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2015 February 25 Wednesday
1 Kazakh, 2 Uzbeks Arrested In US While Headed To ISIS, Syria

You might ask by 1 Islamic radical from Kazakhstan and 2 from Uzbekistan would be living in Brooklyn. At least you would if you were old school. Nowadays this sort of question won't get asked in the liberal media. These guys were just arrested while planning to go to Syria to fight for ISIS/ISIL/Daesh/Islamic Caliphate. The Kazakh, Saidakhmetov, was arrested in JFK International.

Sure, Saidakhmetov talked about killing Americans if he didn't manage to join the caliphate. But is that any reason to stop him? Or is it instead a reason to make sure he gets to Syria? Another one of them, Juraboev, did not intend to come back. Well that's good. Free flight out for anyone who wants to leave and does not intend to come back. Work for you?

I am being serious. Shouldn't we let help all the West's jihadists go to Syria? Granted, that's bad news for Syria's Christians. But we could help the Syrian Christians who are arming themselves to fight the Jihadists. We could give the Christians (and Alawites and Druze and Shiites while we are at it) really cool weapons (tanks, mortars, anti-tank weapons, 50 caliber machine guns) and close air support. How about carving out a Christian state somewhere in the Middle East for all the refugees from Iraq and even Egypt? Put them together in one place, heavily armed.

The interpretation of Islam embraced by the Islamic Caliphate is pretty 7th century. The Islamic State fighters created a place to attract the extremists and pull them out of the West. Lucky us. We should be grateful and make use of their efforts.

Globally, there is a migration of people toward more affluent societies (at least those societies which will let them in). There is also a migration of people to live among people of like mind. I think we should have less of the former and more of the latter. Let people get away from those of opposing views who would impose their views on those with dissenting views. Let extremists congregate together away from everyone else.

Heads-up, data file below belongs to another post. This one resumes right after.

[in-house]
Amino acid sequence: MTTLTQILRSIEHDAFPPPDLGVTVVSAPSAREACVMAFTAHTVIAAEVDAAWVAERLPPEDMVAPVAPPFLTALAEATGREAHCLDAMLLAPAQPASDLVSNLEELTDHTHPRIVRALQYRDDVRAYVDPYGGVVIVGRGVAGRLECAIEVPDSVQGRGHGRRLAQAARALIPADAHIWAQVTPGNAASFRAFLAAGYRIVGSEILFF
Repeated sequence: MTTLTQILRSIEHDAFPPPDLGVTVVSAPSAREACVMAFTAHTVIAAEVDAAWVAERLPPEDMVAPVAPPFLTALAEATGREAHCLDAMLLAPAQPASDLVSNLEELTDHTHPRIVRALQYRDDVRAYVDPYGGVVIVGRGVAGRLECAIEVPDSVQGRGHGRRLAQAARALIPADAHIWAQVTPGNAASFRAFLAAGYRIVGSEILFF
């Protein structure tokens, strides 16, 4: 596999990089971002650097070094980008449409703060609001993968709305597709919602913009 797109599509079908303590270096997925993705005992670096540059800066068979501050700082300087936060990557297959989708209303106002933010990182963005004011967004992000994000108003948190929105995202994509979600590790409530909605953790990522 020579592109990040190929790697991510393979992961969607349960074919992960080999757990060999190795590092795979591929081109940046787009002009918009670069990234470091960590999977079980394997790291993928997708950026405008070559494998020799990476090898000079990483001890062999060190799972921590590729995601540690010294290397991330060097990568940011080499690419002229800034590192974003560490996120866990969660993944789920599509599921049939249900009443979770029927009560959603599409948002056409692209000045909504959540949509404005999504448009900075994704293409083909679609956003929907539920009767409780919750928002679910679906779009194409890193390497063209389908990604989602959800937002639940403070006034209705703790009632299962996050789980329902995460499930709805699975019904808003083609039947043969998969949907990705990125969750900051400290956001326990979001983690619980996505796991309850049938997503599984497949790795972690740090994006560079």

Globalization is creating absurdities in America. Why should we import Muslim religious extremists and then arrest them when they try to leave to go fight Jihad? They shouldn't have been here in the first place. What I'm wondering: How much more absurd will America become as the 21st century plays out? I see conditions developing that should create much greater absurdity in the future.

By Randall Parker 2015 February 25 08:37 PM 
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2015 February 21 Saturday
Wal-Mart Needs Higher Quality Workers To Compete

Megan McArdle argues Wal-Mart is raising its wages above minimum wage because it needs higher quality workers in order to compete in a changing competitive retail market.

So here’s a third possibility: Unlike many of the people who write about Wal-Mart, Wal-Mart understands how efficiency wages work. It is treating its workers better because this will enable the company to get better workers.

Alas, I think she's right. Why "alas"? Because it signals a further shift of demand away from the least skilled and least able workers. Already there is a 30% labor force employed participation rate gap between high school drop-outs and college graduates. Most high school drop-outs are not employed. If they aren't good enough for Wal-Mart then where does that leave them?

Online ordering is reducing the demand for retail workers. Automated delivery systems will eventually reduce it much further. I'm at a loss to see where the new big sources of demand for the left hand side of the IQ Bell Curve could come from. In 20 years time our homes will be more robotic, retail purchasing and delivery will be much more automated, and long haul trucking won't be done by humans. Fast food joints will use few human workers.